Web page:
I think you have misunderstood John.   Just put the resistance in series with the solenoid. Measure the voltage across the resistor when you apply power - no need to use the amps range on the meter, use it on voltage.   By Ohms law I = V/R  so with R= 0.01 if you read 300mV across it the current is 30 Amps. 

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Thanks, DeTRracted, I'll do that as a check on the Volts times resistance calc!

I just want to klnow what wring to use.    A relay next to the solenoid with a live power cable that will supply the amps needed would seen best.

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Hello John,

 

yes, in place that's all that is necessary.

How long, I really have no clue. If you energise it and check how hot it gets, if it is untouchable after two or three minutes I would think that it's life would not be long. Could you have a spring engage for the interlock and power disengage?

 

Alec

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Alec,

Thats what it's doing!     The spring loaded defualt, internal to the gearbox, is 'reverse locked out'.      This solenoid pulls the interlock open.

There is also the Q of the moving and holding coils.     I know that in the Laycock de Normanville overdrive, the solenoid has a coil to engage overdrive, which draws a large current, and a holding coil that keeps it there and draws much less.      Some descriptions of starter solenoids mention those, which will be deisgned to make prolonged use safe.

John

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Indeed!   After writing my previous post, I thought Doh!  Chose the wrong assembly to steal from!

And a quick search of eBay shows a selection of O/d solenoids, at not unreasonable prices.  

BUT, they are all about twice as long as the starter solenoid, that may not fit in the space I have, and they push, not pull.   Not unsurmountable, except it's taken me a four days to build the bracket and lever to mount the starter solenoid1

Hmmmmmmmmm.     As usual, the Common Room of Sideways U. provides ideas, not answers.   Which is as it should be!

Thanks all!

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18 hours ago, DeTRacted said:

I think you have misunderstood John.   Just put the resistance in series with the solenoid. Measure the voltage across the resistor when you apply power - no need to use the amps range on the meter, use it on voltage.   By Ohms law I = V/R  so with R= 0.01 if you read 300mV across it the current is 30 Amps. 

Done this, Alec, and get an unhelpful answer, I'm afraid.  Using this circuit:

image.png.44706d1bbbe50a7e38d741d8e5d95e48.png

 

I measured the voltage drop across the resistance for two different resistors, both the large ceramic type you use with an FIA cut-off switch. to dump residual charge from the alternator.   This is what I got, with a test battery (Vb) delivering 12.8V

Resistance      Volts drop   Calculated current

3.3 Ohms        10.9V           3.3A

1 Ohm              8.4V             8.4A

In words, the volts drop, and current, depends on the added resistance.  Tells nothing about the current without the added Ohms.  Or am I doing it wrongly?

The solenoid resistance was 0.6 Ohms, so at 12.8 V the current should be 21.3A (A=V/R)  I got this simple calc wrong before and got a much lower figure.   That agrees with the 20A+ that my old dash ammeter reads.  Does that sound reasonable?     Wiring that will take 20A is not hard to find - my Pi fuel pump has 30A wire via the relay.

John

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Afternoon @JohnD,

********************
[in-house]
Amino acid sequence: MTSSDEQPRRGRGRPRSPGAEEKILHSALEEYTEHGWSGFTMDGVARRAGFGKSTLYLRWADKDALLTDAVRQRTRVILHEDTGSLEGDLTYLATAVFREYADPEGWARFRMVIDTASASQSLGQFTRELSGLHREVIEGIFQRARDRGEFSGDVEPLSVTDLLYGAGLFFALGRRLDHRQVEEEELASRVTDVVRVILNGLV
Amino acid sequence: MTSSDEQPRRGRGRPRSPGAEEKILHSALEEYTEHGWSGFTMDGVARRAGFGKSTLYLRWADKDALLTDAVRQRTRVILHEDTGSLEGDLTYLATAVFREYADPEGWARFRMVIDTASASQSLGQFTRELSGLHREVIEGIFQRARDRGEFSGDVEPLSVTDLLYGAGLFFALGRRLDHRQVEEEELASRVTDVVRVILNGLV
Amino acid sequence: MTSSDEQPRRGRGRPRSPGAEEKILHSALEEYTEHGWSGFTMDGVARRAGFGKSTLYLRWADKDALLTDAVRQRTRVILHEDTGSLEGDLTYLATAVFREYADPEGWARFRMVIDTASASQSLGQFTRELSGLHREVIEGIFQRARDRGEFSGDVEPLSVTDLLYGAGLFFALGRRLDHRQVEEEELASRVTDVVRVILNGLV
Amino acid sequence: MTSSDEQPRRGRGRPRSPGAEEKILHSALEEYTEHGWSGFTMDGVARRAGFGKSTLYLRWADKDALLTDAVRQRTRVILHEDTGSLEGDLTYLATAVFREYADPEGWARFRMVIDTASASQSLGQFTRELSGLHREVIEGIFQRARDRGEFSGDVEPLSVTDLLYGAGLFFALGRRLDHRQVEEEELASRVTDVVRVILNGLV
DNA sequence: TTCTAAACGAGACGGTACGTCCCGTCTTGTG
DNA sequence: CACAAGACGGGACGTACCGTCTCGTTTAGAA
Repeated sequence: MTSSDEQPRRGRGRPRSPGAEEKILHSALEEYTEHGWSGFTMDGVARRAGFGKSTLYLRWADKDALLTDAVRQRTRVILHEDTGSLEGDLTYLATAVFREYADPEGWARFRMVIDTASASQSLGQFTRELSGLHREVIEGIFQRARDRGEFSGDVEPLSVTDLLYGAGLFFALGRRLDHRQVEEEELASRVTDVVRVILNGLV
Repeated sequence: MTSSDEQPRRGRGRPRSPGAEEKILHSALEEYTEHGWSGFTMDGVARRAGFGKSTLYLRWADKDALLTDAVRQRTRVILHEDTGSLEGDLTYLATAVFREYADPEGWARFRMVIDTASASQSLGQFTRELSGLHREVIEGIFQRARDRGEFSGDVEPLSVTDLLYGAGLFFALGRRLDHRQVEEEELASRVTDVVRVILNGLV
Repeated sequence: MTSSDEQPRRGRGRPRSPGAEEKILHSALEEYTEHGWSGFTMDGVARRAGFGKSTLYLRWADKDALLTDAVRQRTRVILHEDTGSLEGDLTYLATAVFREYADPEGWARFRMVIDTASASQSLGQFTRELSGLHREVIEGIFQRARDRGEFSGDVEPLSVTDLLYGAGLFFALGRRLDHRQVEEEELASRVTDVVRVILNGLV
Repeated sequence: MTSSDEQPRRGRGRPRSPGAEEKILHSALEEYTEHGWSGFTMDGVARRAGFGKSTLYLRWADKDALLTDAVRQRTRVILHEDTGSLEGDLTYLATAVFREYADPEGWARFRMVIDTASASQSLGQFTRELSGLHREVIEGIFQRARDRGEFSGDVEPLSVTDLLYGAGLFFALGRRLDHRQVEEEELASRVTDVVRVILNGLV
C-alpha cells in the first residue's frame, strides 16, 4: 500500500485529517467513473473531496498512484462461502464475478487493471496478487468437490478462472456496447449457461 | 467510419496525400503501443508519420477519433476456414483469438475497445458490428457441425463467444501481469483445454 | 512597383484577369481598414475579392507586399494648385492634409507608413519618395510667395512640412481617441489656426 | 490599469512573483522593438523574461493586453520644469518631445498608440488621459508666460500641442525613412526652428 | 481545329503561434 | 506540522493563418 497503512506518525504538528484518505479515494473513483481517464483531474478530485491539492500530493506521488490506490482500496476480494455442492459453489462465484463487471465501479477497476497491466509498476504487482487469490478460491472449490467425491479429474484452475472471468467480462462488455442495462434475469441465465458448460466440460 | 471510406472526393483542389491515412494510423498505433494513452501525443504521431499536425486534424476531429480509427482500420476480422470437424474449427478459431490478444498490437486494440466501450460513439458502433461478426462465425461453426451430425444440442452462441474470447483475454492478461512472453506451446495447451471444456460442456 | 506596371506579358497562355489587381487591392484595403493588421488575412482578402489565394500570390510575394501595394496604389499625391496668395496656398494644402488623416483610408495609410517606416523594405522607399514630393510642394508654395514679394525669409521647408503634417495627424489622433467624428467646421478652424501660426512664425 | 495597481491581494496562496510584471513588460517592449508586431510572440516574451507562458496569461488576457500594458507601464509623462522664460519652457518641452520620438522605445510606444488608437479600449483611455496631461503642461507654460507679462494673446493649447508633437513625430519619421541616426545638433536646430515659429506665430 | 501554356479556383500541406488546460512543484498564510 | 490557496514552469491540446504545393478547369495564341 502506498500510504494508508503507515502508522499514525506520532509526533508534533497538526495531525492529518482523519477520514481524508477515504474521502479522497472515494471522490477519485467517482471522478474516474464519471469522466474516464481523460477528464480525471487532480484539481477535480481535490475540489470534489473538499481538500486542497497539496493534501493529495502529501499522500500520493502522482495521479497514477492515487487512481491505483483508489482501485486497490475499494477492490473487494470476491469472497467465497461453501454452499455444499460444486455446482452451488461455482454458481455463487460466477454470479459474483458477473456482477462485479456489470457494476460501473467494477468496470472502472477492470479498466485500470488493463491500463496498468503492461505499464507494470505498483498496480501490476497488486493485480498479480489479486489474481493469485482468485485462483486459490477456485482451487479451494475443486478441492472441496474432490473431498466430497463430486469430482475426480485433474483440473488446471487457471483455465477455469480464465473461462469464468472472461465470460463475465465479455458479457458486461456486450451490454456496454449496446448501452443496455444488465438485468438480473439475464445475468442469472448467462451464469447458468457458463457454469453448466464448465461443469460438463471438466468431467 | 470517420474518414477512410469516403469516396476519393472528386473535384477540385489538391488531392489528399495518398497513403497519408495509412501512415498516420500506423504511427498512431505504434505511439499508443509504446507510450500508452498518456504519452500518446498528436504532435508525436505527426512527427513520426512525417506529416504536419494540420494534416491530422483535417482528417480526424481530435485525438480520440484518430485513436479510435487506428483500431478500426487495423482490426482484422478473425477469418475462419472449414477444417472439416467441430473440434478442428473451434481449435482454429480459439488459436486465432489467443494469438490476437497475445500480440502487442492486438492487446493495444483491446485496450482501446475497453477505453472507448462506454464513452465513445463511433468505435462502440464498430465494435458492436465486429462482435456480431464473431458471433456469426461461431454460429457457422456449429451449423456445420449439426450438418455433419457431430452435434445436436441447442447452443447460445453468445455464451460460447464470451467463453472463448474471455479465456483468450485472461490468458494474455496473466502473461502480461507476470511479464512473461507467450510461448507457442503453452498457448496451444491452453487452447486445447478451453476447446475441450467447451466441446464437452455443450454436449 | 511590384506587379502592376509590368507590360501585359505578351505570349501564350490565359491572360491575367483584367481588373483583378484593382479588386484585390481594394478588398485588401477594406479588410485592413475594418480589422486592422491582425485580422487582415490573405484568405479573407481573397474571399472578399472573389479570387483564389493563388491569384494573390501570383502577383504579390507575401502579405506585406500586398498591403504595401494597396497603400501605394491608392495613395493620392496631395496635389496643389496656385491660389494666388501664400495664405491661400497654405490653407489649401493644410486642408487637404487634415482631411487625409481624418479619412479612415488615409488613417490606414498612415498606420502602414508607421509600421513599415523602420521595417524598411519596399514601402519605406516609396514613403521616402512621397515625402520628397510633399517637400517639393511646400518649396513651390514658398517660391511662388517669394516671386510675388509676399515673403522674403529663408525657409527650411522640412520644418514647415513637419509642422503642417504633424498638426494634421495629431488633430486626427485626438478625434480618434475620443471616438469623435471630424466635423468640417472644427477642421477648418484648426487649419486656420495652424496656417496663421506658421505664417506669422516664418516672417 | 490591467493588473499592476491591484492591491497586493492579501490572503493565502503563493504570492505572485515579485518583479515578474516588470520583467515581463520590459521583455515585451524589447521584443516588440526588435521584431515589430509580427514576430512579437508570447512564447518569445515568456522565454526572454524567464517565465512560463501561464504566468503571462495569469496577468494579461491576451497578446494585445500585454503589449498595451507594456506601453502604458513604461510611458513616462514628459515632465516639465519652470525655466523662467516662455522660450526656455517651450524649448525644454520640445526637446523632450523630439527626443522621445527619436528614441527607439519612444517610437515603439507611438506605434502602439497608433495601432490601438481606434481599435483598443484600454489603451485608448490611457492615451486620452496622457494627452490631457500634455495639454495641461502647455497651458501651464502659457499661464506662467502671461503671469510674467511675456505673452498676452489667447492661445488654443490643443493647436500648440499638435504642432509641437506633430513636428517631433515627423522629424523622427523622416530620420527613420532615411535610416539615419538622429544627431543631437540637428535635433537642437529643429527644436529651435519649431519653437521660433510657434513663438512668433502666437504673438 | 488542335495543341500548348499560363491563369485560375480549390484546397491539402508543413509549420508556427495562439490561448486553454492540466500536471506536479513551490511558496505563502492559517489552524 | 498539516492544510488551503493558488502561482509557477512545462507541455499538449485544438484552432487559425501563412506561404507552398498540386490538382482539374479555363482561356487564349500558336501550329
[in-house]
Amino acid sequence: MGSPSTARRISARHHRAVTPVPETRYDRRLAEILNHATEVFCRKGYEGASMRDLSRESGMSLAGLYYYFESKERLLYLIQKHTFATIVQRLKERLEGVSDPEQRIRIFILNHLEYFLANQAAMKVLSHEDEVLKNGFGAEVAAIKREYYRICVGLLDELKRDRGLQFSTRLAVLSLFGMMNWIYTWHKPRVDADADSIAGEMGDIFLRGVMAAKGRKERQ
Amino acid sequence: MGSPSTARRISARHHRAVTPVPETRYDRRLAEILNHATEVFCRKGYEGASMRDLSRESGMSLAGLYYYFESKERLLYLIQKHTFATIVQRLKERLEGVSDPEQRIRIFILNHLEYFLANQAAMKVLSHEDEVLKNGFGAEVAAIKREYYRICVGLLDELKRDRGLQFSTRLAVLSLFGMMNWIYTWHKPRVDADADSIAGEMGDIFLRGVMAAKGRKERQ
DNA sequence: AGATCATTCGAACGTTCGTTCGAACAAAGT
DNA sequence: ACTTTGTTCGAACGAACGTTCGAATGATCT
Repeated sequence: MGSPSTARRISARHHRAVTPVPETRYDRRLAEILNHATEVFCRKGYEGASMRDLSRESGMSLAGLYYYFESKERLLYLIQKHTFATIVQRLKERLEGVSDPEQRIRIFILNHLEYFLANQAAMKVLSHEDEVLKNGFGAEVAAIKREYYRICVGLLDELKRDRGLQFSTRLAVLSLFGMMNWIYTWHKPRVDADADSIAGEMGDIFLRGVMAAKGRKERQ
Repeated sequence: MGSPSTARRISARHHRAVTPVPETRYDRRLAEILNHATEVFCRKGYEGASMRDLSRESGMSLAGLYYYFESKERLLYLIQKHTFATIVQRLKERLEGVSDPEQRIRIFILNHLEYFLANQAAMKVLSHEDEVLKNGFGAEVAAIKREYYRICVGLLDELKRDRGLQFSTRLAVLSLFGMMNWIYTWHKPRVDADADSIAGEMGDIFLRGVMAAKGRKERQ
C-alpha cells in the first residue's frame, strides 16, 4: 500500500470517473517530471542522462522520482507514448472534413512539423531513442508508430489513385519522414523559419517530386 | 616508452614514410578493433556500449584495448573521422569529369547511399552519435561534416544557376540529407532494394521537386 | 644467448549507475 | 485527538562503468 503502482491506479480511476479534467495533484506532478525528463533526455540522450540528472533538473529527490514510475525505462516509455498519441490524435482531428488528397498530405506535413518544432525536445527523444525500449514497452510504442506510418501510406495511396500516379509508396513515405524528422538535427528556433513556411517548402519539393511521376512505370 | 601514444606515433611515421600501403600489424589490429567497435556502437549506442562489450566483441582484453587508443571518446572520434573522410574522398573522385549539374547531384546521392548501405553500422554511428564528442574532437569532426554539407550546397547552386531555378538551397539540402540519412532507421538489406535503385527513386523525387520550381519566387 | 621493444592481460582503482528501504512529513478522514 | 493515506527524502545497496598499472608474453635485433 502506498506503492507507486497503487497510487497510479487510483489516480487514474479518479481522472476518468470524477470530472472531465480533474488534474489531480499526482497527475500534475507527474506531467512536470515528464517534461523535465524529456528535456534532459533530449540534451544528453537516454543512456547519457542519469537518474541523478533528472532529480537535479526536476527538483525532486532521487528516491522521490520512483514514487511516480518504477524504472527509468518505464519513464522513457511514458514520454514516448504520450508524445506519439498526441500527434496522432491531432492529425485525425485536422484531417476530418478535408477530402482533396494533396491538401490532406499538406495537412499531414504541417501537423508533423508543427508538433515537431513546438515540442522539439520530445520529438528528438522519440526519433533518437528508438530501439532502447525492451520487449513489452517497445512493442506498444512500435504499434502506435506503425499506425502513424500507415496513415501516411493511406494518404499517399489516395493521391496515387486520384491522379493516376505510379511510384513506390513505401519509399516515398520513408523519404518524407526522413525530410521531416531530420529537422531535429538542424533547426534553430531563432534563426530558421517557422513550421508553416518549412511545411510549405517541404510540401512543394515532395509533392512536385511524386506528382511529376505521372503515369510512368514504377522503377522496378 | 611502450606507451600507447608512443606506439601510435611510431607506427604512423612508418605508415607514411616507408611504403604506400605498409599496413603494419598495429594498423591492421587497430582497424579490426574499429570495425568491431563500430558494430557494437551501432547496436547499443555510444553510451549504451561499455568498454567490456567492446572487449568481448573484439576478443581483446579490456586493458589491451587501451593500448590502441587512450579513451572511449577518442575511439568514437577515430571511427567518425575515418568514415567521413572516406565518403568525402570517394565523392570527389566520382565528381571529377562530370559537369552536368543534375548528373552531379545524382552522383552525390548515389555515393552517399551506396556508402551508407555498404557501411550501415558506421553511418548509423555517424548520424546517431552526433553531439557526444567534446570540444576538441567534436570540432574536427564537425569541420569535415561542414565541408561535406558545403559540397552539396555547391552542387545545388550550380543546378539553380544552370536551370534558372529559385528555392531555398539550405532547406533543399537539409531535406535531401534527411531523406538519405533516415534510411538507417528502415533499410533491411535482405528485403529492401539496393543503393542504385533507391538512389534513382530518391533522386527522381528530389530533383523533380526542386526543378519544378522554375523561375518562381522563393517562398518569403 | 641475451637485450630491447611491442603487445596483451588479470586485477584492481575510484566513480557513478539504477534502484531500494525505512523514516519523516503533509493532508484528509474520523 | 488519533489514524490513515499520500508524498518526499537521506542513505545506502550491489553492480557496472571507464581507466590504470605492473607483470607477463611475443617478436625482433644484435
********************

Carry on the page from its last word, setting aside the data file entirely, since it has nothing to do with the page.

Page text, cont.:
I was going to chime in and say you'd got Ohm's law wrong but maybe that was a typo earlier on, as your latest post has it correct (I=V/R).

Two things on your latest measurements:

1. Multimeters are often unreliable when measuring low resistance. Depending how good your meter is, I'd treat anything below 10 ohms as 'approximate', and would apply at least 100% tolerance onto your 0.6 ohm measurement. You need a Megger test set or similar, which is specialist equipment.

2. Notwithstanding point 1, the resistors you've added in series are significantly larger than the test specimen, and consequently throw your results off. You want something an order of magnitude smaller - a length of cable can be used if you know what cross-section it is (as @DeTRacted suggests).

Multimeters are much better at measuring small voltages, so if you get a known small resistance (10 milli-ohm, for example) you can measure the small volt-drop across it when the current flows, and get a useful result.

You asked about dividing the current, and so measuring a smaller portion of it.  That's possible but you will only get a useful answer if you have an accurate measurement of the servo resistance. So I wouldn't pursue that option myself. 

 

Now just a question about why you're doing this! What exactly is this thing you call a "starter servo"?? 

Pete

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John - as you say if the series resistance you are using is equal to or greater than the resistance of the solenoid, it is that resistor which is mostly determining the current so the reading isn't much use.  To do this you need to use a much lower resistance ideally less than a tenth of the solenoid resistance which is why I suggested using a length of mains cable in my original post, since that will only be about 0.01 Ohms and will not influence the result to any degree.  You do need a meter which will read down to millivolts though. 

If you are certain about the DC resistance of the solenoid I think you are safe to use Ohms law anyway and your 21.3 Amps is correct. The resistance of copper increases as it gets hot so the current can only be lower than that. 

The solenoid is an inductor so opposes applied voltage. That means the current rises from zero to 21.3A as the back-emf dies, so there is no inrush current peak to be worried about either.

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My feeling is that a starter solenoid will be designed for seconds to (single digit) minutes operating time and will fry itself if left energised longer.

However, this might not be a show stopper.

-Scenario 1. You might take the view that reverse is only likely to be engaged for short enough periods to be acceptable. You might be right for 99% of the time but I’d be a bit anxious about the design safety.

-Scenario 2. Your linkage design might be such that you only need a momentary lift to allow you into the reverse gate. That being so you could make the button momentary or use a relay from the reversing light switch to cut power once reverse is engaged.

-Scenario 3. Assuming a constant pull is required, but the holding pull may be less than the initial pull, it might be possible to use the reverse light switch and relay to bring in a series resistor (a hefty one mind) to drop the voltage to the solenoid once the gear is engaged.

I’m liking 2 best at this point if the mechanics allow. Failing that I suggest seeing what is available in the 12v solenoid market. Central locking solenoids are cheap and come in many forms......